Breaking News on Supplements, Health & Nutrition - Europe US edition | APAC edition

News > Research

Read more breaking news



The Apple Tree of Life? Adding leaves to juice boosts health potential: Study

By Ben Bouckley+

Last updated on 05-Feb-2013 at 15:12 GMT2013-02-05T15:12:06Z

Picture Copyright: Alessio Maffeis/Flickr
Picture Copyright: Alessio Maffeis/Flickr

Adding apple tree leaves to cloudy apple juice to boost polyphenol content could prove a reliable and cheap way for manufacturers to produce functional beverages with disease-preventing potential, according to a new Polish study.

As common constituents in the human diet, with fruits and vegetables as the major dietary source, polyphenols are organic chemicals with a range of potential health benefits due to antioxidant and anti-inflammatory properties, with recent animal studies, for instance, showing protective activity with respect of carcinogenesis.

Apples are particularly high in polyphenols, and as Kolniak-Ostek et al. write in this study: “Cloudy apple juice, one of the most common components of fruit intake in Europe, may play an important role in maintaining human health. Phytochemicals of fruit juices have strong antioxidant and anti-proliferative properties.

Harsh processing techniques

But Kolniak-Ostek et al. (from Wroclaw University of Environmental and Life Sciences, Poland) wrote that apple juice processing techniques meant that the loss of 50-90% of healthy polyphenols was unavoidable (Dietrich et al. 2003), before suggesting that adding apple leaves to beverages could make a big difference.

 “The addition of apple leaves to the cloudy apple beverages may increase polyphenols’ concentrations as compared to the cloudy apple juice,” the scientists said, adding that they wanted to focus on producing such juices with added leaves to explore this possibility.

The study authors explained that apple tree leaves – those they tested were of the Sampion apple tree variety – were rich in phytochemicals, especially flavonoids (the largest family of polyphenolic compounds) and polyphenols, and were of interest due to their “important biological and pharmacological properties”.

“Until now, the use of leaves from fruit trees have not generally received much attention as the sources of antioxidants and this could have happened due to their lack of popularity and lack of commercial applications,” Kolniak-Ostek et al. said, adding that fruit leaves had nonetheless been used in folk medicine.

Previous research (Wang and Lin, 2000) indicated that strawberry, black- and red raspberry and strawberry plants had higher antioxidant capacities and total phenolic content compared to their fruit tissues, Kolniak-Ostek et al. wrote.

‘Good and cheap’ bioactive source

More specifically, the scientists noted a 2007 paper by Renard et al., indicating that apple fruit leaves could be used as a “good and cheap source of bioactive constituents with potential use in industry”.

In the current study, Kolniak-Ostek et al. found that the total phenolic compound content in fortified juices – between 1665 mg per liter (mg/l) and 2541mg/l – was higher than a control apple juice (440mg/l), with antioxidant capacity positively correlated with polyphenolic compound content.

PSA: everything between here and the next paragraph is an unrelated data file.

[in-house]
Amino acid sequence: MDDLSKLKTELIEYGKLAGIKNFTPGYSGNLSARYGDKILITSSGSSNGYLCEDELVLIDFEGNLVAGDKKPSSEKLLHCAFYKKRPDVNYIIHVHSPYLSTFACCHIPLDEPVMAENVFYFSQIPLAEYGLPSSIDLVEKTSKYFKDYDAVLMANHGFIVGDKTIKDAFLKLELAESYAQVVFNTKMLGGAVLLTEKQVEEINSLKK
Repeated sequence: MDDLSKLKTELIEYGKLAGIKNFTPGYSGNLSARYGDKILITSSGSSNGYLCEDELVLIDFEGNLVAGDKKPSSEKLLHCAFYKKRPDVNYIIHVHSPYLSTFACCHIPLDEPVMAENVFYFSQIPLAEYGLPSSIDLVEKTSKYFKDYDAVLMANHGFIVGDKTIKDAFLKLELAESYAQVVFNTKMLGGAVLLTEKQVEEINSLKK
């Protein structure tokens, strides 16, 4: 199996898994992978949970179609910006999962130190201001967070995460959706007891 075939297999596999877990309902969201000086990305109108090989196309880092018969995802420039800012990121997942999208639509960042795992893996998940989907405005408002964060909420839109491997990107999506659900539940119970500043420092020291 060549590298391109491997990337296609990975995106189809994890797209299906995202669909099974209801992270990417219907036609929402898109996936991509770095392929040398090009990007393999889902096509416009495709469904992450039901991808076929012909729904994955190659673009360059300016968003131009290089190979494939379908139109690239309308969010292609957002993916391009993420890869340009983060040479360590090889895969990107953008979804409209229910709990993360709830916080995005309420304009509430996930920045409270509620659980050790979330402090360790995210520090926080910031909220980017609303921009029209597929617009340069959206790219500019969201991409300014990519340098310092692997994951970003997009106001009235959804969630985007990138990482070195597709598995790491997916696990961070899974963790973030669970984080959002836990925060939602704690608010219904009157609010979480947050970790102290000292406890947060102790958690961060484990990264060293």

“This study suggests that the use of apple tree leaves can be a better and cheaper source of bioactive compounds and may have relevance in the prevention of diseases in which free radicals are implicated, Kolniak-Ostek et al. added.

Leaves were rich in phytochemicals – especially flavonoids and phenolic acids, and were of interest for their “important biological and pharmacological properties”, the team wrote.

“The results demonstrated that cloudy apple beverages, produced with addition of 0.5%, 1%, and 5% of apple leaves can be a valuable food products.

“Additionally, leaves had positive effect on the increase of phytochemicals, especially flavan-3-ols [polyphenols] and flavonols, and antioxidant capacity,” Kolniak-Ostek et al. added.

Title: ‘Effect of apple leaves addition on physicochemical properties of cloudy beverages’

Authors: Kolniak-Ostek, J., Oszmianski, J., Wojdylo, A.

Source: Industrial Crops and Products, January 2013, pp.413-420,

Related products

Live Supplier Webinars

Polyphenols tipped to become the way to innovate in Sports Nutrition
Orally bioavailable standardized botanical derivatives in sport nutrition: special focus on recovery in post-intense physical activities
Collagen in motion: move freely and keep your injuries in check
Leading manufacturer of gelatine and collagen peptides
Life’s too short for slow proteins. Whey proteins hydrolysates: Fast delivery for enhanced performance
Arla Foods Ingredients
What it Takes to Compete and Win in Today’s Sports Nutrition Market
Sports Nutrition Snapshot: Key regional drivers and delivery format innovations
William Reed Business Media
Gutsy performance: How can microbiome modulation help athletes and weekend warriors
William Reed Business Media
Pushing the boundaries: Where’s the line between ‘cutting edge nutrition’ and doping
William Reed Business Media
Alpha & Omega in Sports Nutrition – Using Omega 3’s and A-GPC to improve performance and recovery.
KD Pharma

On demand Supplier Webinars

High-amylose maize starch may reduce the risk of type 2 diabetes: what does this qualified health claim mean?
Balancing Innovation and Risk in Sports Nutrition Ingredients
Explaining bio-hacking: is there a marketing opportunity for food companies?
William Reed Business Media
Personalized Nutrition – how an industry can take part in shaping the future of Nutrition
BASF Nutrition & Health
Find out Nutritional and ingredient lifecycle solutions and strategies!
Is the time rIpe for I-nutrition?
William Reed Business Media
The Advantage of Outsourcing Fermentation-based Manufacturing Processes
Evonik Health Care
All supplier webinars